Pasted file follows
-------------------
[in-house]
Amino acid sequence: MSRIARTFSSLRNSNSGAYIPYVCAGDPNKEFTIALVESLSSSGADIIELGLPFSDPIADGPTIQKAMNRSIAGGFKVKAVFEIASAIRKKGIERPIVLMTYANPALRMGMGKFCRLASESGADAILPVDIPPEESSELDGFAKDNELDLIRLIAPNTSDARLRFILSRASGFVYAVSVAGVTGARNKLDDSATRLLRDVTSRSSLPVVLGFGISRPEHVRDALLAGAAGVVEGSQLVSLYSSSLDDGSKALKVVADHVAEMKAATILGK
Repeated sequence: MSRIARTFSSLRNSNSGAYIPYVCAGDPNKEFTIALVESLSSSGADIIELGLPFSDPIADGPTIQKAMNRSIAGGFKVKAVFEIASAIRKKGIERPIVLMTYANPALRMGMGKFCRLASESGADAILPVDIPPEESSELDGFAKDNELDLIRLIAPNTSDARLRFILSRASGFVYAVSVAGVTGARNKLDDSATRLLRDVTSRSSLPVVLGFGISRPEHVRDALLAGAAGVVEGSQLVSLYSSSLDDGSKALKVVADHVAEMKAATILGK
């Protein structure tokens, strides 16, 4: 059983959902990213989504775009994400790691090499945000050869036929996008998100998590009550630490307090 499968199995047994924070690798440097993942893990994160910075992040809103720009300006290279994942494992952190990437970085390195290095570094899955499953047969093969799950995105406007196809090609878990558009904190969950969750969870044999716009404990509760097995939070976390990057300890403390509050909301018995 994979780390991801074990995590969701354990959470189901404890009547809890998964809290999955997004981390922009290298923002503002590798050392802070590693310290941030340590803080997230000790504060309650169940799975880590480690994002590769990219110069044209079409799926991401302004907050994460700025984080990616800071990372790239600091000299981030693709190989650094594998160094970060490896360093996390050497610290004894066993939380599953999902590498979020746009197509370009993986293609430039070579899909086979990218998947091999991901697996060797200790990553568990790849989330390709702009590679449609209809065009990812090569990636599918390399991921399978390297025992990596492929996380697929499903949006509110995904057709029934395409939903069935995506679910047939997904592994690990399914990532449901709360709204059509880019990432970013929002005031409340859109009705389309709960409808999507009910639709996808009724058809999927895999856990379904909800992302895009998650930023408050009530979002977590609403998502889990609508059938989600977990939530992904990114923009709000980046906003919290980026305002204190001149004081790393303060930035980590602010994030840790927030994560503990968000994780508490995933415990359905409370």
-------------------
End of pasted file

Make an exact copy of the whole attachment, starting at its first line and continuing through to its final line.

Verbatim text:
[in-house]
Amino acid sequence: MSRIARTFSSLRNSNSGAYIPYVCAGDPNKEFTIALVESLSSSGADIIELGLPFSDPIADGPTIQKAMNRSIAGGFKVKAVFEIASAIRKKGIERPIVLMTYANPALRMGMGKFCRLASESGADAILPVDIPPEESSELDGFAKDNELDLIRLIAPNTSDARLRFILSRASGFVYAVSVAGVTGARNKLDDSATRLLRDVTSRSSLPVVLGFGISRPEHVRDALLAGAAGVVEGSQLVSLYSSSLDDGSKALKVVADHVAEMKAATILGK
Repeated sequence: MSRIARTFSSLRNSNSGAYIPYVCAGDPNKEFTIALVESLSSSGADIIELGLPFSDPIADGPTIQKAMNRSIAGGFKVKAVFEIASAIRKKGIERPIVLMTYANPALRMGMGKFCRLASESGADAILPVDIPPEESSELDGFAKDNELDLIRLIAPNTSDARLRFILSRASGFVYAVSVAGVTGARNKLDDSATRLLRDVTSRSSLPVVLGFGISRPEHVRDALLAGAAGVVEGSQLVSLYSSSLDDGSKALKVVADHVAEMKAATILGK
């Protein structure tokens, strides 16, 4: 059983959902990213989504775009994400790691090499945000050869036929996008998100998590009550630490307090 499968199995047994924070690798440097993942893990994160910075992040809103720009300006290279994942494992952190990437970085390195290095570094899955499953047969093969799950995105406007196809090609878990558009904190969950969750969870044999716009404990509760097995939070976390990057300890403390509050909301018995 994979780390991801074990995590969701354990959470189901404890009547809890998964809290999955997004981390922009290298923002503002590798050392802070590693310290941030340590803080997230000790504060309650169940799975880590480690994002590769990219110069044209079409799926991401302004907050994460700025984080990616800071990372790239600091000299981030693709190989650094594998160094970060490896360093996390050497610290004894066993939380599953999902590498979020746009197509370009993986293609430039070579899909086979990218998947091999991901697996060797200790990553568990790849989330390709702009590679449609209809065009990812090569990636599918390399991921399978390297025992990596492929996380697929499903949006509110995904057709029934395409939903069935995506679910047939997904592994690990399914990532449901709360709204059509880019990432970013929002005031409340859109009705389309709960409808999507009910639709996808009724058809999927895999856990379904909800992302895009998650930023408050009530979002977590609403998502889990609508059938989600977990939530992904990114923009709000980046906003919290980026305002204190001149004081790393303060930035980590602010994030840790927030994560503990968000994780508490995933415990359905409370």